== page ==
Last week, particularly on Saturday 8 December (a few days in advance, though , to make the day coincide with the day the first Palestinian Intifada broke out in 1987 in the Gaza Strip itself), the Gaza Strip witnessed several scenes of rapture, as thousands of people rallied in Gaza to celebrate the 25th anniversary of the funding the controversial organization Hamas (branded a terrorist group by various states, as well as by the EU). The celebrations (which had as a centerpiece a giant model of the missile fired at Tel Aviv during the recent conflict with the inscriptions “Made in Gaza” and “Palestine”) and the joy surrounding them added to the happiness and tranquility brought by the ceasefire between Hamas and Israel brokered by neighboring Egypt a fortnight ago. The crowd hailed above all an special guest: the religious movement’s leader since 1996, Khaled Meshal, who (after a long journey crossing the contentious border with Egypt, having been previously prevented from doing so by Mubarak) set foot on Palestinian territory for the first time in more than 45 years, his family forced to leave into exile after the 1967 Six-Day war.
While delivering his impassionate historic blunt speech, the Islamist figure was accompanied on the stage by Gaza’s PM Ismail Haniyeh (thus quieting down rumors about internal rivalries within the group) and other members of Hamas’ senior leadership in exile, particularly of the Political Bureau formerly based in Damascus, nowadays scattered throughout the Arab world. This has led to rumours about a key gathering of the group’s leaders, who may be eventually able to conclude its secretive elections.
Hamas thus managed to convey a message of unity and strength of the Strip, notably emboldened after the 8-day conflict with Israel. Palestinians nowadays feel victorious and vindicated, also thanks to the hallmark vote that took place in the UN General Assembly: Palestinians can now shout from their rooftops they have been recognized as inhabitants of a real (although UN non-member observer) state. Even though the vote was the result of Fatah’s Mahmoud Abbas’ bid, Hamas did not interfere with the procedure, and its supporters joined the celebrations that followed the announcement, which Mr Meshal called “a small step but a good one”.
Meshal’s speech was notoriously full of hatred, straightforwardly directed against Israel, a country he and his organization have pledged not to recognize: “as long as Palestine is ours and Palestine is the land of Arabism and Islam, we can never recognize the legitimacy is Israel’s occupation of it; Palestine is ours, not the Zionists”. Hamas also claims it is still committed to Israel’s “destruction”, Meshal shouting to this effect that the Jewish state would be wiped away through “resistance or military action”: “statehood will come from resistance, not negotiation”. He has however been hardly criticized when it comes to speaking about the borders Palestine should have as an independent country. Indeed, Meshal has issued conflicting statements, depending on the forum where these have been delivered. While he claimed last Saturday that “Palestine is ours from the river to the sea and from the south to the north; there will be no concession on an inch of the land”, he privately concedes in front of Western press (according to Le Monde) that a future Palestinian state can only be composed of Gaza and the West Bank (“We affirm our acceptance of a Palestinian state within the borders of 4 June 1967, with Jerusalem as its capital, without settlements”). Indeed, Khaled Meshaal embodies today a unique cocktail of contradictory elements, although this mix may be difficult to endure for many.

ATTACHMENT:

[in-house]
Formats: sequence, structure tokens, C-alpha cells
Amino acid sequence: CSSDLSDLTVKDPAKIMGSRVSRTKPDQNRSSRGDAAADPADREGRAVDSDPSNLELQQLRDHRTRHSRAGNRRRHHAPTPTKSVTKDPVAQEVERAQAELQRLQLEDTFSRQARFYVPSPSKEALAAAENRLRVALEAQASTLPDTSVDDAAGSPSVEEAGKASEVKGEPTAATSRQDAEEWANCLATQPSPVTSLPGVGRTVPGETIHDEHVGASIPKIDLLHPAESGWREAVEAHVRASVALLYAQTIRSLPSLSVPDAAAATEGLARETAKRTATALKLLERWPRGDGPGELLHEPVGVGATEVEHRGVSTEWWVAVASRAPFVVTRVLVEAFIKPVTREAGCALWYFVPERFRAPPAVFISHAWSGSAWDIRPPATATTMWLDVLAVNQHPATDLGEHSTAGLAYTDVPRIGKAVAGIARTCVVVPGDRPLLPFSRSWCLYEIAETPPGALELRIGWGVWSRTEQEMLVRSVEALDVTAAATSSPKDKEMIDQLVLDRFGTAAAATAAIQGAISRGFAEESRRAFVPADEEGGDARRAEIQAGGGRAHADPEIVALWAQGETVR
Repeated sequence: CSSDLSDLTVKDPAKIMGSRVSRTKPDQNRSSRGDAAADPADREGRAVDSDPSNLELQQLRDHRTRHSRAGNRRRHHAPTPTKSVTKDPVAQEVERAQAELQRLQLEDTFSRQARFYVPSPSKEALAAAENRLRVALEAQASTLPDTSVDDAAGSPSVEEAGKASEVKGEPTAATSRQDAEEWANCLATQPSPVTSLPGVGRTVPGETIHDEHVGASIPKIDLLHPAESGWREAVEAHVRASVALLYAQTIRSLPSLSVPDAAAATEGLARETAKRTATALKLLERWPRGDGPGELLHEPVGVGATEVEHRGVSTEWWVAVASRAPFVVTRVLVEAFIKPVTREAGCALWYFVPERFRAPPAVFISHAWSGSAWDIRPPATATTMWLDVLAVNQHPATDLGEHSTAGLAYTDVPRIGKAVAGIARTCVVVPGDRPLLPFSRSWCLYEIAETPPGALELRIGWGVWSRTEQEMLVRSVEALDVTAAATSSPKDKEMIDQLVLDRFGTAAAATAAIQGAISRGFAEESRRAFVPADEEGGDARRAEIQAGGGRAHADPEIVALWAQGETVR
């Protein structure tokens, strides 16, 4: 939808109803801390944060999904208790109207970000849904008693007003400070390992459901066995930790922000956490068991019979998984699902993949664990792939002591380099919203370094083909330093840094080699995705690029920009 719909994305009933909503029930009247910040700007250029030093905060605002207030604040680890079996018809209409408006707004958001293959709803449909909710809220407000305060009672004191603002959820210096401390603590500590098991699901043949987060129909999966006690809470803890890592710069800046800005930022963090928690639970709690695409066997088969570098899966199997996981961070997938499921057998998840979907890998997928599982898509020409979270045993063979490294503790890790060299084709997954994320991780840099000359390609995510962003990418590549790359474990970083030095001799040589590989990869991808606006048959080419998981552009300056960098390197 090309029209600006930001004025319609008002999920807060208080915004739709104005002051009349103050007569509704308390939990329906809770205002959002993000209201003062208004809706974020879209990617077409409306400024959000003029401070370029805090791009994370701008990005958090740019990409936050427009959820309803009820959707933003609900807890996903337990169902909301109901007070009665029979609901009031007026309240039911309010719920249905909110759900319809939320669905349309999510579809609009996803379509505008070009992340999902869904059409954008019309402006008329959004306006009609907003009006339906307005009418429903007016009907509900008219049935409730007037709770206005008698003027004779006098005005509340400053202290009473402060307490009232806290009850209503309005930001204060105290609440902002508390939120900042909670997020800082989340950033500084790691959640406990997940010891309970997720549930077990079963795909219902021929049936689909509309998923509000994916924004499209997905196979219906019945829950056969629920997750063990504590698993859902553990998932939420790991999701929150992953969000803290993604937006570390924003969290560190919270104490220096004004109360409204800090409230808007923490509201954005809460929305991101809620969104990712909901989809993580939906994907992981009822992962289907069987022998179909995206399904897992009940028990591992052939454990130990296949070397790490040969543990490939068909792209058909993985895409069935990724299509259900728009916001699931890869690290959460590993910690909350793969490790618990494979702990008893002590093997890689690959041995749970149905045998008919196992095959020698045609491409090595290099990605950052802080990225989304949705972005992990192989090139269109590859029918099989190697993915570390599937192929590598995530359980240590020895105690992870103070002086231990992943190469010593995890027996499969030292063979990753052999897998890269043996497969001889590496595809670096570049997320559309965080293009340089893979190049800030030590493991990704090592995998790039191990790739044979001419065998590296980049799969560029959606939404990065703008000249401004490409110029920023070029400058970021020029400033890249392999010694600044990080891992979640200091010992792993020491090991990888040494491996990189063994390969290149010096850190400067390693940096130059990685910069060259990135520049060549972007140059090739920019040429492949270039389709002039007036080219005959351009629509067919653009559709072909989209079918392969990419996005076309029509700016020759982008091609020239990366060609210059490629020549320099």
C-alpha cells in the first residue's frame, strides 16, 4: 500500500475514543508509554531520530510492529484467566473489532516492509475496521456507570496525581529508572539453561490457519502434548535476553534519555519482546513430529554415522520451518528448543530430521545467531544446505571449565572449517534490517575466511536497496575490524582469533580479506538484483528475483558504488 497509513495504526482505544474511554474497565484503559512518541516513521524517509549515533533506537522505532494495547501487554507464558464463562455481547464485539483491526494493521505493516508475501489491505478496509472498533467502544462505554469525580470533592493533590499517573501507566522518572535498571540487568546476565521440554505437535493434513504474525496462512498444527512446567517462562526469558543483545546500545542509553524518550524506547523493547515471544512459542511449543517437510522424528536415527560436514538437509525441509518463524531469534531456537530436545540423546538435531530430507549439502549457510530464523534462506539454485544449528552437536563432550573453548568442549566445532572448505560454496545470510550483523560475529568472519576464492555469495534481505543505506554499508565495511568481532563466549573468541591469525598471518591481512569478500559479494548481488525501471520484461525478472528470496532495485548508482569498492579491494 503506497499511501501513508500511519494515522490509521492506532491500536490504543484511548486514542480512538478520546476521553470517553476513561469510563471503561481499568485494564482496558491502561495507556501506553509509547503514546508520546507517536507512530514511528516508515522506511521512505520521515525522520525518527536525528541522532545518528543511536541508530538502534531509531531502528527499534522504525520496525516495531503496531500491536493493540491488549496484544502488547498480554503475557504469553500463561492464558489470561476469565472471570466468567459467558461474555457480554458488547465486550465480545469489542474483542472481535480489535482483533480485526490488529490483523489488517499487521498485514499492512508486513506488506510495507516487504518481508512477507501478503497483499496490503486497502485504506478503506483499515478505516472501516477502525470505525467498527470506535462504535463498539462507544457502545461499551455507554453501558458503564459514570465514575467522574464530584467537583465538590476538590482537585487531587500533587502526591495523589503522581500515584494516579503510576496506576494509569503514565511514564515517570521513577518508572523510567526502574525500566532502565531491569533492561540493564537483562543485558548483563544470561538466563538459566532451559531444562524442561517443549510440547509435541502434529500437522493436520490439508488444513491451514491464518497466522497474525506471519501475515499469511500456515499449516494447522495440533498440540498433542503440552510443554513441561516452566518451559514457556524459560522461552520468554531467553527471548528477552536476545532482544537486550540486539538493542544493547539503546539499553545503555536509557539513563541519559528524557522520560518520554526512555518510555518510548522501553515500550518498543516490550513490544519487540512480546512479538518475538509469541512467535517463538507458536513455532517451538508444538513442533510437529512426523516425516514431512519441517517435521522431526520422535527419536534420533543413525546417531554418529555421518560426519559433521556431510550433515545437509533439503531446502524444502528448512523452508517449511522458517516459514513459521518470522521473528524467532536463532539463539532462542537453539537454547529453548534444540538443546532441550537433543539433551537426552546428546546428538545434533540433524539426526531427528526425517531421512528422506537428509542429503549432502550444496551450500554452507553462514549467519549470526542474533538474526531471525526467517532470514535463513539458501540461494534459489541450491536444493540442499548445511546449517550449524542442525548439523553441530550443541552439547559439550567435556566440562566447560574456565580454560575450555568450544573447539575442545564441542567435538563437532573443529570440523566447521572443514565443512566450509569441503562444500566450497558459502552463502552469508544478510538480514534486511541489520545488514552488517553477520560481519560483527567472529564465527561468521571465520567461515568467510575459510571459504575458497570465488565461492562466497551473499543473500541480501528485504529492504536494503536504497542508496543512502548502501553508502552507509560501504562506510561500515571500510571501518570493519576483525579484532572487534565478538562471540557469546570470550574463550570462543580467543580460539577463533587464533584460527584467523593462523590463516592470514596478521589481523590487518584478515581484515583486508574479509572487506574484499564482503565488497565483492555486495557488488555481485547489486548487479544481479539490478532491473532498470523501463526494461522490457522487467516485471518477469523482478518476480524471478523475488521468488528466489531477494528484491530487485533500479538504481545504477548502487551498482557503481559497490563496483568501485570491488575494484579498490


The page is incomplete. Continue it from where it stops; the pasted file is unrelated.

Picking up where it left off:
Meshal also addressed a key issue for Palestine: the eventuality of a Palestinian reconciliation. He did mentioned the prospect of a longtime awaited “national unity”, but a vital dilemma remains: what side is going to budge? Is Hamas really looking forward to engaging in transparent negotiations with Fatah or are they only aiming at presenting Meshal as a potential replacement for Abbas? Khaled Meshaal has obviously political ambitions that today go far beyond Hamas. In this sense, some pundits believe that when he announced he would not stand as the head of Hamas, the hypothesis was that he planned to become the new leader of the Palestine Liberation Organization in the context of an eventual Palestinian reconciliation.
A move heavy with symbolism, a move that heavily embarrassed Israel (particularly taking into account he survived an Israeli assassination attack in Jordan 1997). But… a move heavy with results?